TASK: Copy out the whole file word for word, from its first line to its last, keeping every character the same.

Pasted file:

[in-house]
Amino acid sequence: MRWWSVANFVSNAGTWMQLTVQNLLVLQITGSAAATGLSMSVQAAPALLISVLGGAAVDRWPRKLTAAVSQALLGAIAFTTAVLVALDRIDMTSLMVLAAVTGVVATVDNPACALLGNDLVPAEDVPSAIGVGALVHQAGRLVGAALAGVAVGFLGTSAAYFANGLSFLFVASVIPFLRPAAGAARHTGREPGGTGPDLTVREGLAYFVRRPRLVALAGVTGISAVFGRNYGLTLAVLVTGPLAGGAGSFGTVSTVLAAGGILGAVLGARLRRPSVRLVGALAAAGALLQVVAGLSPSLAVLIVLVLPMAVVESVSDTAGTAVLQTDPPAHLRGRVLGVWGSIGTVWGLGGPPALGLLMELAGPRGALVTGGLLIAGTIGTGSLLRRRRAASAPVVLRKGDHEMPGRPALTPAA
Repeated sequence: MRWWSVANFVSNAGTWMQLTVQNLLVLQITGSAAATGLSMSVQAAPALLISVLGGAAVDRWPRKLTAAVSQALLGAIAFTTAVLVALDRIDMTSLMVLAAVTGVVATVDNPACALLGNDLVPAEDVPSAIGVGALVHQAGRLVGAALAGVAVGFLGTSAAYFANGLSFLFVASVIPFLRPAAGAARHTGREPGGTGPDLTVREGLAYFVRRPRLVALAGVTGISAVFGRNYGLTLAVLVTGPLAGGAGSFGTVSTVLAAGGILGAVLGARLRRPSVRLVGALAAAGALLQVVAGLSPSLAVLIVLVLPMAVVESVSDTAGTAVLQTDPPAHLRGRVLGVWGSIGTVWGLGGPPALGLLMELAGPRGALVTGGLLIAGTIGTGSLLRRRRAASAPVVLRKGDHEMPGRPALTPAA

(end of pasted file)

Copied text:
[in-house]
Amino acid sequence: MRWWSVANFVSNAGTWMQLTVQNLLVLQITGSAAATGLSMSVQAAPALLISVLGGAAVDRWPRKLTAAVSQALLGAIAFTTAVLVALDRIDMTSLMVLAAVTGVVATVDNPACALLGNDLVPAEDVPSAIGVGALVHQAGRLVGAALAGVAVGFLGTSAAYFANGLSFLFVASVIPFLRPAAGAARHTGREPGGTGPDLTVREGLAYFVRRPRLVALAGVTGISAVFGRNYGLTLAVLVTGPLAGGAGSFGTVSTVLAAGGILGAVLGARLRRPSVRLVGALAAAGALLQVVAGLSPSLAVLIVLVLPMAVVESVSDTAGTAVLQTDPPAHLRGRVLGVWGSIGTVWGLGGPPALGLLMELAGPRGALVTGGLLIAGTIGTGSLLRRRRAASAPVVLRKGDHEMPGRPALTPAA
Repeated sequence: MRWWSVANFVSNAGTWMQLTVQNLLVLQITGSAAATGLSMSVQAAPALLISVLGGAAVDRWPRKLTAAVSQALLGAIAFTTAVLVALDRIDMTSLMVLAAVTGVVATVDNPACALLGNDLVPAEDVPSAIGVGALVHQAGRLVGAALAGVAVGFLGTSAAYFANGLSFLFVASVIPFLRPAAGAARHTGREPGGTGPDLTVREGLAYFVRRPRLVALAGVTGISAVFGRNYGLTLAVLVTGPLAGGAGSFGTVSTVLAAGGILGAVLGARLRRPSVRLVGALAAAGALLQVVAGLSPSLAVLIVLVLPMAVVESVSDTAGTAVLQTDPPAHLRGRVLGVWGSIGTVWGLGGPPALGLLMELAGPRGALVTGGLLIAGTIGTGSLLRRRRAASAPVVLRKGDHEMPGRPALTPAA